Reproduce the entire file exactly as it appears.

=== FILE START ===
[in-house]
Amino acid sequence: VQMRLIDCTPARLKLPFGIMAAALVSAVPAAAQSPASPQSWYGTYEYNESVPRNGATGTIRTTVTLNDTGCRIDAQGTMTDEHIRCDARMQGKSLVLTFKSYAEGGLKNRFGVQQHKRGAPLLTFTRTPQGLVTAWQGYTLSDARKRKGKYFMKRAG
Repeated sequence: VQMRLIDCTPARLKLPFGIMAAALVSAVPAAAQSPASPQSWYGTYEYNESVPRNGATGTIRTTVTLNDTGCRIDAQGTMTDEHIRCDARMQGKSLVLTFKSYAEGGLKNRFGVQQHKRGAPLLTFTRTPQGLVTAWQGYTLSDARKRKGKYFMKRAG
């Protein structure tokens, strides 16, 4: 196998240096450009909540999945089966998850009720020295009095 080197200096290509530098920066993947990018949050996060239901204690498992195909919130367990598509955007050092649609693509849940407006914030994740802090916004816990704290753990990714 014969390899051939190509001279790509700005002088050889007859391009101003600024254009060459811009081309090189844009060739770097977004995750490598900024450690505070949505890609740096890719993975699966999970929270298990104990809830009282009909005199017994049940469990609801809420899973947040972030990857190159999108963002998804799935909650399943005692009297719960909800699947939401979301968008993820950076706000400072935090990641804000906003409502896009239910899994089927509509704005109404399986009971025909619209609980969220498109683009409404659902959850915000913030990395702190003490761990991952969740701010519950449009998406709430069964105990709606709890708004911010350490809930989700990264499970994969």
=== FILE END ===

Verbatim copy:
[in-house]
Amino acid sequence: VQMRLIDCTPARLKLPFGIMAAALVSAVPAAAQSPASPQSWYGTYEYNESVPRNGATGTIRTTVTLNDTGCRIDAQGTMTDEHIRCDARMQGKSLVLTFKSYAEGGLKNRFGVQQHKRGAPLLTFTRTPQGLVTAWQGYTLSDARKRKGKYFMKRAG
Repeated sequence: VQMRLIDCTPARLKLPFGIMAAALVSAVPAAAQSPASPQSWYGTYEYNESVPRNGATGTIRTTVTLNDTGCRIDAQGTMTDEHIRCDARMQGKSLVLTFKSYAEGGLKNRFGVQQHKRGAPLLTFTRTPQGLVTAWQGYTLSDARKRKGKYFMKRAG
């Protein structure tokens, strides 16, 4: 196998240096450009909540999945089966998850009720020295009095 080197200096290509530098920066993947990018949050996060239901204690498992195909919130367990598509955007050092649609693509849940407006914030994740802090916004816990704290753990990714 014969390899051939190509001279790509700005002088050889007859391009101003600024254009060459811009081309090189844009060739770097977004995750490598900024450690505070949505890609740096890719993975699966999970929270298990104990809830009282009909005199017994049940469990609801809420899973947040972030990857190159999108963002998804799935909650399943005692009297719960909800699947939401979301968008993820950076706000400072935090990641804000906003409502896009239910899994089927509509704005109404399986009971025909619209609980969220498109683009409404659902959850915000913030990395702190003490761990991952969740701010519950449009998406709430069964105990709606709890708004911010350490809930989700990264499970994969």